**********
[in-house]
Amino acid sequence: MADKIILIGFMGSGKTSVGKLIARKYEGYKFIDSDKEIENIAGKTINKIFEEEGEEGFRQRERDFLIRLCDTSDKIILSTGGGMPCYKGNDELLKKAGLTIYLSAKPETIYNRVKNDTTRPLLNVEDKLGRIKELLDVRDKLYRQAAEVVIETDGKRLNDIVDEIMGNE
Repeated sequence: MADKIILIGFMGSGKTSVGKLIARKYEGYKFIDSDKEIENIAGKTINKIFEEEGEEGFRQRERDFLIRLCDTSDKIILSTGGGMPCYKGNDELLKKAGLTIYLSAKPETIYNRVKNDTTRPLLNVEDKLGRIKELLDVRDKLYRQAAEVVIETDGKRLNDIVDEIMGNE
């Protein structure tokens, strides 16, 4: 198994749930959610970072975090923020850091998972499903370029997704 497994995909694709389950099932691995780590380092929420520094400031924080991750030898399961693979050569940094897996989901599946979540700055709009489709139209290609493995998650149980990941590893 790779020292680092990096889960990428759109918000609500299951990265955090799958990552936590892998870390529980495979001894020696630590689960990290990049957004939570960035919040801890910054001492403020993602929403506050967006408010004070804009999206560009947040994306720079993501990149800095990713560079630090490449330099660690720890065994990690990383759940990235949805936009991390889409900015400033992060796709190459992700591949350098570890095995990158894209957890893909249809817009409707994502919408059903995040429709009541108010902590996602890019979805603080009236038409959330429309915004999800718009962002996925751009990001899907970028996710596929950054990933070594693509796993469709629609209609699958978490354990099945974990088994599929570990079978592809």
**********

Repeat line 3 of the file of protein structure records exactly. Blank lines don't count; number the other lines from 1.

Repeated sequence: MADKIILIGFMGSGKTSVGKLIARKYEGYKFIDSDKEIENIAGKTINKIFEEEGEEGFRQRERDFLIRLCDTSDKIILSTGGGMPCYKGNDELLKKAGLTIYLSAKPETIYNRVKNDTTRPLLNVEDKLGRIKELLDVRDKLYRQAAEVVIETDGKRLNDIVDEIMGNE